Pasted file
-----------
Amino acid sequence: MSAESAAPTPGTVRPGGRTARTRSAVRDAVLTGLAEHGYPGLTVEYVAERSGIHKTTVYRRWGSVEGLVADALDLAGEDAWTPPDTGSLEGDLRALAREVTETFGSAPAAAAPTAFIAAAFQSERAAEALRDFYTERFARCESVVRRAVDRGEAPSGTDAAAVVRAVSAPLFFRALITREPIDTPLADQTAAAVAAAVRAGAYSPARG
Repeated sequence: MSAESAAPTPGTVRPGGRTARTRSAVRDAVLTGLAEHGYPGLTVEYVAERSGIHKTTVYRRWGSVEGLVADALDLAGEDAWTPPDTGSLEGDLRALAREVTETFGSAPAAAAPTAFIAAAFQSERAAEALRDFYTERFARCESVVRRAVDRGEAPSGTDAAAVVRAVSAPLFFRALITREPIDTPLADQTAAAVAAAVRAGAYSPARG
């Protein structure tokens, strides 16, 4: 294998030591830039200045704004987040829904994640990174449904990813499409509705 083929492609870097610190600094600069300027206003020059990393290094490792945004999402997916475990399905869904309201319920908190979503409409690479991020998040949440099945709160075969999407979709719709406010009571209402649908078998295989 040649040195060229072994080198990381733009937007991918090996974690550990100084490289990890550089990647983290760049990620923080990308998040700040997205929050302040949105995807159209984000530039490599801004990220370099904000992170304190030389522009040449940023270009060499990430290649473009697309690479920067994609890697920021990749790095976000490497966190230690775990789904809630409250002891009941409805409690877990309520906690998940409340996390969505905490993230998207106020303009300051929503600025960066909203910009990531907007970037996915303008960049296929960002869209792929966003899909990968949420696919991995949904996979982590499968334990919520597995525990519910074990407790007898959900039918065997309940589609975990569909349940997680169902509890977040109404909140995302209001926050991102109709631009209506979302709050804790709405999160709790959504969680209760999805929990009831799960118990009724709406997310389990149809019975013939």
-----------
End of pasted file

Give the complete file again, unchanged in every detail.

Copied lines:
Amino acid sequence: MSAESAAPTPGTVRPGGRTARTRSAVRDAVLTGLAEHGYPGLTVEYVAERSGIHKTTVYRRWGSVEGLVADALDLAGEDAWTPPDTGSLEGDLRALAREVTETFGSAPAAAAPTAFIAAAFQSERAAEALRDFYTERFARCESVVRRAVDRGEAPSGTDAAAVVRAVSAPLFFRALITREPIDTPLADQTAAAVAAAVRAGAYSPARG
Repeated sequence: MSAESAAPTPGTVRPGGRTARTRSAVRDAVLTGLAEHGYPGLTVEYVAERSGIHKTTVYRRWGSVEGLVADALDLAGEDAWTPPDTGSLEGDLRALAREVTETFGSAPAAAAPTAFIAAAFQSERAAEALRDFYTERFARCESVVRRAVDRGEAPSGTDAAAVVRAVSAPLFFRALITREPIDTPLADQTAAAVAAAVRAGAYSPARG
């Protein structure tokens, strides 16, 4: 294998030591830039200045704004987040829904994640990174449904990813499409509705 083929492609870097610190600094600069300027206003020059990393290094490792945004999402997916475990399905869904309201319920908190979503409409690479991020998040949440099945709160075969999407979709719709406010009571209402649908078998295989 040649040195060229072994080198990381733009937007991918090996974690550990100084490289990890550089990647983290760049990620923080990308998040700040997205929050302040949105995807159209984000530039490599801004990220370099904000992170304190030389522009040449940023270009060499990430290649473009697309690479920067994609890697920021990749790095976000490497966190230690775990789904809630409250002891009941409805409690877990309520906690998940409340996390969505905490993230998207106020303009300051929503600025960066909203910009990531907007970037996915303008960049296929960002869209792929966003899909990968949420696919991995949904996979982590499968334990919520597995525990519910074990407790007898959900039918065997309940589609975990569909349940997680169902509890977040109404909140995302209001926050991102109709631009209506979302709050804790709405999160709790959504969680209760999805929990009831799960118990009724709406997310389990149809019975013939």